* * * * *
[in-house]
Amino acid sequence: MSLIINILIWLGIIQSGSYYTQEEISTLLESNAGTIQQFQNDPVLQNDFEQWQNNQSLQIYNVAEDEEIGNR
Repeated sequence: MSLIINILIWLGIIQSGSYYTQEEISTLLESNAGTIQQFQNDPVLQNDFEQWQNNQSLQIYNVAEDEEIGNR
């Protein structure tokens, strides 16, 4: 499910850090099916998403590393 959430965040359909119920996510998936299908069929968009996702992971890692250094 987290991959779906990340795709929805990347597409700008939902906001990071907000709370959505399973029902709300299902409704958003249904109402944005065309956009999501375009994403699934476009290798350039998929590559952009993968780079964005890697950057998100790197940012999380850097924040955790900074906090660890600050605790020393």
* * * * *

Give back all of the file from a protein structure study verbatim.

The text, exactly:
[in-house]
Amino acid sequence: MSLIINILIWLGIIQSGSYYTQEEISTLLESNAGTIQQFQNDPVLQNDFEQWQNNQSLQIYNVAEDEEIGNR
Repeated sequence: MSLIINILIWLGIIQSGSYYTQEEISTLLESNAGTIQQFQNDPVLQNDFEQWQNNQSLQIYNVAEDEEIGNR
């Protein structure tokens, strides 16, 4: 499910850090099916998403590393 959430965040359909119920996510998936299908069929968009996702992971890692250094 987290991959779906990340795709929805990347597409700008939902906001990071907000709370959505399973029902709300299902409704958003249904109402944005065309956009999501375009994403699934476009290798350039998929590559952009993968780079964005890697950057998100790197940012999380850097924040955790900074906090660890600050605790020393």